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Happenings on the January calendar
Jan 09, 2014
Is it really 2014? No, that can’t be right. It seems like it was only yesterday that it was 1985. Or was it 1965? On second thought, I’ll stop there as I’m embarrassed to be able to go back even further.
Anyway, each year’s new number takes a while to get used to.
The cynical among us will probably say that it will be another year filled with the same old annoying, egomaniacal sleaze-bag politicians, narcissistic “celebrities,” and assorted liars, criminals and fraudsters. Such people will once again waste our mental energy as we try to figure out if anything they say or do is worthy of our interest.
The more optimistic among us will see a year of opportunity ahead. A time for  self-improvement, more efforts toward international peace, political co-operation, economic recovery and a better life for those less fortunate.  
Gee, I sound like a beauty-queen candidate who was just asked to explain her “vision.”
What will the New Year bring?
Will we learn anything from past mistakes?
Will we collectively make 2014 a banner year for 'better days' ahead?
Will pigs fly? 
And most important of all, will your New Year's resolutions bite the dust before February rears its ugly head?
While you’re pondering these weighty issues, take a mental break and join me in a look back at a few significant days from Januarys past.
• January 6, 1966 — Talk about “not knowing what to wear.” Consider this dramatic temperature change in Pincher Creek, Alberta. At 7 a.m., it was  -24°C.  At  8 a.m.,  it was  suddenly  0°C. And then at 9 a.m., the temperature was back in the range of  -22°C. It remained there until about 3 p.m., when it amazingly rose to about  +2°C for the rest of a most unusual winter day.
• January 10, 1976 — The powerful Soviet Central Red Army team was finally defeated by an NHL team as the two-time defending Stanley Cup champion Philadelphia Flyers won a  decisive 4-1 decision. Previously, Montreal, Boston and the New York Rangers had failed to beat the Soviets, but the Flyers prevailed with their determined and skillful play.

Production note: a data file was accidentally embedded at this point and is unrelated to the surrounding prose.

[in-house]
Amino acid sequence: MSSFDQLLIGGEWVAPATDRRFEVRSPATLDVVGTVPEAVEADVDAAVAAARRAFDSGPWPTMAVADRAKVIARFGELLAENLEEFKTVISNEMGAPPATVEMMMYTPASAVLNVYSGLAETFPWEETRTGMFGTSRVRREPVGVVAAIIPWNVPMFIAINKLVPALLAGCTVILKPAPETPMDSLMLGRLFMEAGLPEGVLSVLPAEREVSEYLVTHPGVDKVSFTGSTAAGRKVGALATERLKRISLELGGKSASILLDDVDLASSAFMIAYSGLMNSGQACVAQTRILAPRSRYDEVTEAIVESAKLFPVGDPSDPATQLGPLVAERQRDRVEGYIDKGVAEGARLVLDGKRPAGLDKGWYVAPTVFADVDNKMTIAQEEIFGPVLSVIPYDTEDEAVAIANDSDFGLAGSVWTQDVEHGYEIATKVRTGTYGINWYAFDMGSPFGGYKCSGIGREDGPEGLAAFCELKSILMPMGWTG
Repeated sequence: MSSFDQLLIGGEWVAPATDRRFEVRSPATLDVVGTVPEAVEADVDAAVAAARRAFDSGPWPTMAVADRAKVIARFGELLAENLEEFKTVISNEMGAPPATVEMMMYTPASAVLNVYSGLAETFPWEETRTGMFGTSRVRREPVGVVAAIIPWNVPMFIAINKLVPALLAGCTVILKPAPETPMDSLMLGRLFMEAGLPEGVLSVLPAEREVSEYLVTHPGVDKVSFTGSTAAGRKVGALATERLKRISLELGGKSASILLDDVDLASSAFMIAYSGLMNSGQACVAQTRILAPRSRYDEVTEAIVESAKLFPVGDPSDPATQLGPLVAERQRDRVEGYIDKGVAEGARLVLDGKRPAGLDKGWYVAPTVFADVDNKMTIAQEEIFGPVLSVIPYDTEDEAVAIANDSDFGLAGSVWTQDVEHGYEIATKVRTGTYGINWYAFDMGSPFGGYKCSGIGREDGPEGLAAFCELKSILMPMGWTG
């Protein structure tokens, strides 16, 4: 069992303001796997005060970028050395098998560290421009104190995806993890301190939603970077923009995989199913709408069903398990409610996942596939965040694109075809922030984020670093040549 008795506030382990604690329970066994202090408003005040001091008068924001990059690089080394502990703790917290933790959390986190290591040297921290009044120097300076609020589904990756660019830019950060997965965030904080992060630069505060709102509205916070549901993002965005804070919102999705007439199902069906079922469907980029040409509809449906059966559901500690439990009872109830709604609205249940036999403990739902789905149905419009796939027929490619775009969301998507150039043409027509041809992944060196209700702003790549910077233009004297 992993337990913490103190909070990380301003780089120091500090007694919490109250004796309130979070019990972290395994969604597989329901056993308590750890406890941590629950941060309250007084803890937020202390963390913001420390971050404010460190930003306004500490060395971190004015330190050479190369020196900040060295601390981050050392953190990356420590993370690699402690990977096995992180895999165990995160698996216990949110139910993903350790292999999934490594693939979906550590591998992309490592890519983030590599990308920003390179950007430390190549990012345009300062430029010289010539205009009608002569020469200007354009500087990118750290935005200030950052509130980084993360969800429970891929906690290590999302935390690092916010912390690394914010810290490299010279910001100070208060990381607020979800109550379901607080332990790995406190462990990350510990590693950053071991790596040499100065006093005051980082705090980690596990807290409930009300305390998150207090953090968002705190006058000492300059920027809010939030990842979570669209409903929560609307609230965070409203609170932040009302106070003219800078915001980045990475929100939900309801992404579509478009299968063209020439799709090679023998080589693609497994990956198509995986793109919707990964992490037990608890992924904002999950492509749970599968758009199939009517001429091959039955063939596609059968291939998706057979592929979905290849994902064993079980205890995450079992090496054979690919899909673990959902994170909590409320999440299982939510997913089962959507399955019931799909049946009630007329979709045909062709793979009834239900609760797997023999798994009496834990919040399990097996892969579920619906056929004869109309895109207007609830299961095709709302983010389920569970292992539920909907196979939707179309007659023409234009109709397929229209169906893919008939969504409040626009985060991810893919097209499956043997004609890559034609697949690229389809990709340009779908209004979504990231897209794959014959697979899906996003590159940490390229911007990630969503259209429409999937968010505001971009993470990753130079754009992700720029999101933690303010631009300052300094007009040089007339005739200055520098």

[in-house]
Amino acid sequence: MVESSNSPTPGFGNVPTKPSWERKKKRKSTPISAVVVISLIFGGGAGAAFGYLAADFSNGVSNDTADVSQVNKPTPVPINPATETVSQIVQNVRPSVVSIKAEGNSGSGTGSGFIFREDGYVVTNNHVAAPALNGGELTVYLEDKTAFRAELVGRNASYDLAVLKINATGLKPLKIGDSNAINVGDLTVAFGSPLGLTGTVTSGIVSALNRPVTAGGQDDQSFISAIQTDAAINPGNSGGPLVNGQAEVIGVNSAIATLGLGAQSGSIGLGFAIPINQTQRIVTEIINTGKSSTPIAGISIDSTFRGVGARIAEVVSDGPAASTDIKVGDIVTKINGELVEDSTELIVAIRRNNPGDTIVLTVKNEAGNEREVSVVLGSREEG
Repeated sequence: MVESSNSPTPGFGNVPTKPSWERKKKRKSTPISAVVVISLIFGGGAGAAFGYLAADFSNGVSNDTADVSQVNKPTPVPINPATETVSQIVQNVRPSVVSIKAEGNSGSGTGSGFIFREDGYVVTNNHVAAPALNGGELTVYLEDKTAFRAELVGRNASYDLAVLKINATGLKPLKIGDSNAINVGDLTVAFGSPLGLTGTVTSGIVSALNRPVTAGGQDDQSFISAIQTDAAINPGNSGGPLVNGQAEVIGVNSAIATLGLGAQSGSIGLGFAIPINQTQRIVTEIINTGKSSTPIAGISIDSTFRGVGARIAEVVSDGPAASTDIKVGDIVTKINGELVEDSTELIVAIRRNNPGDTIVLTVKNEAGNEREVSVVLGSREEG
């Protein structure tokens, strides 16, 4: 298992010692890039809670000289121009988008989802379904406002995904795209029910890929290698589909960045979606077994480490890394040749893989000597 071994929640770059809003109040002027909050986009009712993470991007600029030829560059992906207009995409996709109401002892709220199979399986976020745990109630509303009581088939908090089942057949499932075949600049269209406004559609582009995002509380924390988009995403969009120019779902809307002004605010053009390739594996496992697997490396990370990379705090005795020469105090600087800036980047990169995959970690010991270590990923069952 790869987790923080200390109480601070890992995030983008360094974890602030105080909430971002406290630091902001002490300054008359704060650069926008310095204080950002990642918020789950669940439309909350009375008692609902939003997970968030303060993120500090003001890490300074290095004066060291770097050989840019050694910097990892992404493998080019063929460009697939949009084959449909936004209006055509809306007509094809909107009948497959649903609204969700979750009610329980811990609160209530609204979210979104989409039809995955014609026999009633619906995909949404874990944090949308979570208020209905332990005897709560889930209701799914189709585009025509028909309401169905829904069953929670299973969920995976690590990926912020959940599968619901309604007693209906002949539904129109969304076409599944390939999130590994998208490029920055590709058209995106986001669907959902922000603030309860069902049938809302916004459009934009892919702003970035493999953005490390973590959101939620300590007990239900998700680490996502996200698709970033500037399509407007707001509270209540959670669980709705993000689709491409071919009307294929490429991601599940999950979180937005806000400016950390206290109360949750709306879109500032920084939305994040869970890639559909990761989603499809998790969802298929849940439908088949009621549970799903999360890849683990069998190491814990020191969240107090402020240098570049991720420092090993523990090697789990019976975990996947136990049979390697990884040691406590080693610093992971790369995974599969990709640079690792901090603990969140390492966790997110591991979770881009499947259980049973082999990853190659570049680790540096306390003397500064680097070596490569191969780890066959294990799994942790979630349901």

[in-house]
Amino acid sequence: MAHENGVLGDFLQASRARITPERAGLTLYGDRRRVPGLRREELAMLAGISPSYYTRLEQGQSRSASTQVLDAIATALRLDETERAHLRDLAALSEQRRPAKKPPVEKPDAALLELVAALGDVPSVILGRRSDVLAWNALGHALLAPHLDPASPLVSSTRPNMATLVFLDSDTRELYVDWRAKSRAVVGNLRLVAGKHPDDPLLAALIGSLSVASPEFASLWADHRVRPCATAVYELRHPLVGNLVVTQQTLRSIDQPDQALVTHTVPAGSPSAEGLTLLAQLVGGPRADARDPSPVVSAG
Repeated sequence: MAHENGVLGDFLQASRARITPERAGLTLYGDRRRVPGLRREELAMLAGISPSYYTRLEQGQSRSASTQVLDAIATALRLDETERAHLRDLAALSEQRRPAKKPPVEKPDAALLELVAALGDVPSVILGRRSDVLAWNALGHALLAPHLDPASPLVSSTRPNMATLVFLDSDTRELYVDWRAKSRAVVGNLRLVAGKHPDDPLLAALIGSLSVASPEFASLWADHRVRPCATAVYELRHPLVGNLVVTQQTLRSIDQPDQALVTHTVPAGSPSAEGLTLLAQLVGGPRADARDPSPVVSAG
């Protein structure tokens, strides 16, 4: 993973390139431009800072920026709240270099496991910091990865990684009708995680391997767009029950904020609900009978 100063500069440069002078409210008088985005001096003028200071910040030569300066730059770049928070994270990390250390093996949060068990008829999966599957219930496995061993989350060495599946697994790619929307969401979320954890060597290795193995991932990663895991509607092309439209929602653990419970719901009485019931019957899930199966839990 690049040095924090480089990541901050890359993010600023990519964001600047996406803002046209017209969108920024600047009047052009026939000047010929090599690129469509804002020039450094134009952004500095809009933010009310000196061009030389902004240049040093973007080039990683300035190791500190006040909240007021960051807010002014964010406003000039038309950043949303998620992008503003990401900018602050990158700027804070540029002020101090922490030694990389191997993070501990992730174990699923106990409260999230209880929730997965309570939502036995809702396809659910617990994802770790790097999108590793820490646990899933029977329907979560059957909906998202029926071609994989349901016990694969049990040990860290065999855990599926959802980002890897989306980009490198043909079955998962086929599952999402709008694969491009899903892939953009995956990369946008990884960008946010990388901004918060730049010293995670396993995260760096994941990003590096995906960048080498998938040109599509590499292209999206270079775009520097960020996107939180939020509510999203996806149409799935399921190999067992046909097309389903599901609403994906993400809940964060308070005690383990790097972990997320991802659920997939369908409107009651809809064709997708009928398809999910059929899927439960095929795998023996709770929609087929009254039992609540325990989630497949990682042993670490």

• January 18, 1958 — Willie O’Ree became the first black player in the NHL.
Five years later in the same month, two-year-old Wayne Gretzky started skating on the Nith River near his grandparents’ farm in Brantford, Ontario. Shortly afterward, he started playing hockey on the rink his father built for him in his own backyard. And yes, the rest became hockey history.
• January 22, 1959 — Singer Buddy Holly made his last recordings in his New York apartment. These were simpler days when not everyone could record in a fancy studio with talented musical movers and shakers. Among the tunes that Holly recorded that day were Peggy Sue Got Married   and  Learning the Game. He recorded that day on the same Ampex tape recorder that he'd used for his huge hits,  That’ll be the Day and Peggy Sue.
Sadly, Buddy Holly died in an airplane crash a month later, producing another moment in history that many of us will never forget — when we heard that Holly had suddenly and tragically died along with Ritchie Valens and the Big Bopper.
• January 25 — St. Paul’s Day.  According to an old belief, if the sun shines on this day, it means a good year.
This is also Robbie Burns Day in honour of the famous Scottish poet who was born in 1759. Many a Scot will quaff a beaker or two in his honour while enjoying the traditional special dinner featuring a delicacy called “haggis.” Perhaps the description, “delicacy,” can be fairly questioned when you find out that haggis consists of a mixture of liver, heart and other entrails boiled up in a sheep’s stomach. However, this dish was considered a treat for poor Scots of Burns’ day and the poet even wrote an Address to the Haggis, which is always read at each Robbie Burns Day supper.
• January 28, 1807 — London’s Pall Mall became the first street in the world to be illuminated with gaslight.